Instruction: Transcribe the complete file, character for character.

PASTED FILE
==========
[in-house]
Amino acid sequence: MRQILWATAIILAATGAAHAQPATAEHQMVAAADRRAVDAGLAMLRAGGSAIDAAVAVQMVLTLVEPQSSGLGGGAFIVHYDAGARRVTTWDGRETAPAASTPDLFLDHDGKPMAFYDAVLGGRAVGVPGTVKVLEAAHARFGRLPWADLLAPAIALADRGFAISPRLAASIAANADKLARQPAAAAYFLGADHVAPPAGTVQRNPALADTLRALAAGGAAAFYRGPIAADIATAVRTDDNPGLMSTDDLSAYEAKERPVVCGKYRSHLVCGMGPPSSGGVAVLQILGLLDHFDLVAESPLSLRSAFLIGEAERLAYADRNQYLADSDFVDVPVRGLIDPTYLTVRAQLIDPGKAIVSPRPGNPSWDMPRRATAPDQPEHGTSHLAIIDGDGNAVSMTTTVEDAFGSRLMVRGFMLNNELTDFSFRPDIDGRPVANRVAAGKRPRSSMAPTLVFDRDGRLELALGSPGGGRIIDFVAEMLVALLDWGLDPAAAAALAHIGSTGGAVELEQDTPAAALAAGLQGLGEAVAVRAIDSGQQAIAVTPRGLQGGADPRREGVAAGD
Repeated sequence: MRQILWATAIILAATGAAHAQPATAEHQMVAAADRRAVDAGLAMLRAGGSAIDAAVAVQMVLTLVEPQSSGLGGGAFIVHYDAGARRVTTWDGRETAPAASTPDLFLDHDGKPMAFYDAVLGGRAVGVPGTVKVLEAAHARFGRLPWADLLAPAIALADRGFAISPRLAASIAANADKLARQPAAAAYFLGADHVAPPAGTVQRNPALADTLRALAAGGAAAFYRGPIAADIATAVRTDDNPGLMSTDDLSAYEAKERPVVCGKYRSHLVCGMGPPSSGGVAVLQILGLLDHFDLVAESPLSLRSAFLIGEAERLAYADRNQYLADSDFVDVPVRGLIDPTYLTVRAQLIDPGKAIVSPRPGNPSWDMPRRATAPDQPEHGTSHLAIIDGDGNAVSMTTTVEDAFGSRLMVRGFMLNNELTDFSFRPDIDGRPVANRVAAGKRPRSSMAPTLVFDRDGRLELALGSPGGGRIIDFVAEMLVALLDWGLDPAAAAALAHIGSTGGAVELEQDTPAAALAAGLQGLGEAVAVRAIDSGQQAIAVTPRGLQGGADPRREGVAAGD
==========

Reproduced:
[in-house]
Amino acid sequence: MRQILWATAIILAATGAAHAQPATAEHQMVAAADRRAVDAGLAMLRAGGSAIDAAVAVQMVLTLVEPQSSGLGGGAFIVHYDAGARRVTTWDGRETAPAASTPDLFLDHDGKPMAFYDAVLGGRAVGVPGTVKVLEAAHARFGRLPWADLLAPAIALADRGFAISPRLAASIAANADKLARQPAAAAYFLGADHVAPPAGTVQRNPALADTLRALAAGGAAAFYRGPIAADIATAVRTDDNPGLMSTDDLSAYEAKERPVVCGKYRSHLVCGMGPPSSGGVAVLQILGLLDHFDLVAESPLSLRSAFLIGEAERLAYADRNQYLADSDFVDVPVRGLIDPTYLTVRAQLIDPGKAIVSPRPGNPSWDMPRRATAPDQPEHGTSHLAIIDGDGNAVSMTTTVEDAFGSRLMVRGFMLNNELTDFSFRPDIDGRPVANRVAAGKRPRSSMAPTLVFDRDGRLELALGSPGGGRIIDFVAEMLVALLDWGLDPAAAAALAHIGSTGGAVELEQDTPAAALAAGLQGLGEAVAVRAIDSGQQAIAVTPRGLQGGADPRREGVAAGD
Repeated sequence: MRQILWATAIILAATGAAHAQPATAEHQMVAAADRRAVDAGLAMLRAGGSAIDAAVAVQMVLTLVEPQSSGLGGGAFIVHYDAGARRVTTWDGRETAPAASTPDLFLDHDGKPMAFYDAVLGGRAVGVPGTVKVLEAAHARFGRLPWADLLAPAIALADRGFAISPRLAASIAANADKLARQPAAAAYFLGADHVAPPAGTVQRNPALADTLRALAAGGAAAFYRGPIAADIATAVRTDDNPGLMSTDDLSAYEAKERPVVCGKYRSHLVCGMGPPSSGGVAVLQILGLLDHFDLVAESPLSLRSAFLIGEAERLAYADRNQYLADSDFVDVPVRGLIDPTYLTVRAQLIDPGKAIVSPRPGNPSWDMPRRATAPDQPEHGTSHLAIIDGDGNAVSMTTTVEDAFGSRLMVRGFMLNNELTDFSFRPDIDGRPVANRVAAGKRPRSSMAPTLVFDRDGRLELALGSPGGGRIIDFVAEMLVALLDWGLDPAAAAALAHIGSTGGAVELEQDTPAAALAAGLQGLGEAVAVRAIDSGQQAIAVTPRGLQGGADPRREGVAAGD